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Follow Along as NOAA’s Largest Wetland Restoration Project Creates Marsh in Louisiana

June 06, 2022

A team is constructing nearly 1,200 acres of marsh in Upper Barataria Basin that will support fish and wildlife and help reduce the effects of future storms.

A man wearing a safety vest and hard hat takes a photograph of a barge Over the coming months, we look forward to sharing photos, videos, and more of work to create marsh in the Upper Barataria Basin, like this image of a photographer capturing construction as it gets under way.

NOAA and partners are constructing almost 1,200 acres of marsh in Louisiana’s Upper Barataria Basin. This project, which could use up to $181 million for engineering and design, construction, and monitoring, is NOAA's largest habitat restoration effort to date. It will build upon our previous efforts to restore wetland habitats in Louisiana. The project, which is expected to be complete by 2023, will be instrumental in supporting NOAA’s goals and priorities for coastal resilience. 

A project that’s so massive and complex can be hard to understand. We want to help describe the project and show how it’s being accomplished. So over the next few months, we’ll share updates on the team’s progress and more information about the Upper Barataria Marsh Creation Project. In addition to updates at that web page, we’ll share highlights via Twitter (NOAA Habitat and NOAA Fisheries), Instagram (NOAA Fisheries), and Facebook (NOAA Fisheries), so be sure to follow us! 

We’ll share progress, photographs, videos, and renderings that illustrate the construction process. We’ll also show the impact this project will have on not only our natural landscape but also our human environment as well.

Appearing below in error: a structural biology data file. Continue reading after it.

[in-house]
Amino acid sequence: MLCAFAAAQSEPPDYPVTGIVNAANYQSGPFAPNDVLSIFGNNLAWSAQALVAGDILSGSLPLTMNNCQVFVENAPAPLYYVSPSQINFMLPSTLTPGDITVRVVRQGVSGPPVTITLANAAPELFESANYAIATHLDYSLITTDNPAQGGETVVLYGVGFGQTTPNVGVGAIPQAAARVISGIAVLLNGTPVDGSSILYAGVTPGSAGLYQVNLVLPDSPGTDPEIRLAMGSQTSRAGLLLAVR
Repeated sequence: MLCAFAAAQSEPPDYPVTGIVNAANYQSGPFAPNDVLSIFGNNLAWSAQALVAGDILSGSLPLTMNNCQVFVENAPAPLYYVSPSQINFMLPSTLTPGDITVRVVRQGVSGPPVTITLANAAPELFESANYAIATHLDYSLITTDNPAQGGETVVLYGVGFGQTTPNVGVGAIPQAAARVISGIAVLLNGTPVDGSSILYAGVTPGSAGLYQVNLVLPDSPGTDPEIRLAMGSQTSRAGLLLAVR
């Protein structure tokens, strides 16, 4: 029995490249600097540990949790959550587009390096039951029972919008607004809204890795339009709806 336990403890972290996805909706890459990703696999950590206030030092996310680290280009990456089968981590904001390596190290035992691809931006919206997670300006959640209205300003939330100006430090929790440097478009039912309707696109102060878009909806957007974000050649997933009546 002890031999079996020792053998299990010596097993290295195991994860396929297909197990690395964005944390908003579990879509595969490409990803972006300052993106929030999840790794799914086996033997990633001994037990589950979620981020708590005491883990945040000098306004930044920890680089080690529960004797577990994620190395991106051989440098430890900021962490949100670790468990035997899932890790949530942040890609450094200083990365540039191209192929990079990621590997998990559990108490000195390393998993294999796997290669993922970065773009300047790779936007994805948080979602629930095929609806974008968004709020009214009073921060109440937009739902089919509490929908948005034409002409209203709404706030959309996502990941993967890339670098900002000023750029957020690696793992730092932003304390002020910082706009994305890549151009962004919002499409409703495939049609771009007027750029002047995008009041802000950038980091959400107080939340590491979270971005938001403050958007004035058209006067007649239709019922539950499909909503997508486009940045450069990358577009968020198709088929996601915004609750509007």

Image
Construction equipment in water and marsh
Follow us via this website and NOAA Fisheries’ social media channels to see more as construction of nearly 1,200 acres of marsh in Louisiana happens. Photo by the Littlefield Co.

To create the new habitat, workers will fill target areas in the Barataria Basin with more than 8 million cubic yards of sediment. The sediment is being dredged from the Mississippi River and pumped through 13 miles of 30-inch pipe. That’s almost enough sediment to fill two Superdome stadiums! 

Once there, the sediment will be held in place by human-made dikes. The sediment is contained to keep the slurry (the sediment and water) within the marsh creation area and to allow the area to drain and dry out. This allows grasses and other vegetation to grow. This work is expected to provide more than 140 construction-related jobs, further enhancing economic resilience in the region.

The new, healthy coastal wetland habitat will support diverse species of fish and wildlife and help reduce impacts of future storms on other coastal resources and communities. Recreational and economic benefits will include ecotourism, boating, hunting, trapping, birdwatching, and fishing. 

The Upper Barataria Marsh Creation project was approved by the Deepwater Horizon Louisiana Trustee Implementation Group to restore habitats impacted by the 2010 oil spill. It is underway through NOAA’s strong partnership with other agencies, including the Louisiana Coastal Protection Authority, the agency that is leading Louisiana’s Coastal Master Plan.  

Learn More

Information about other projects in Louisiana can be found through the interactive Gulf Spill Restoration Projects map.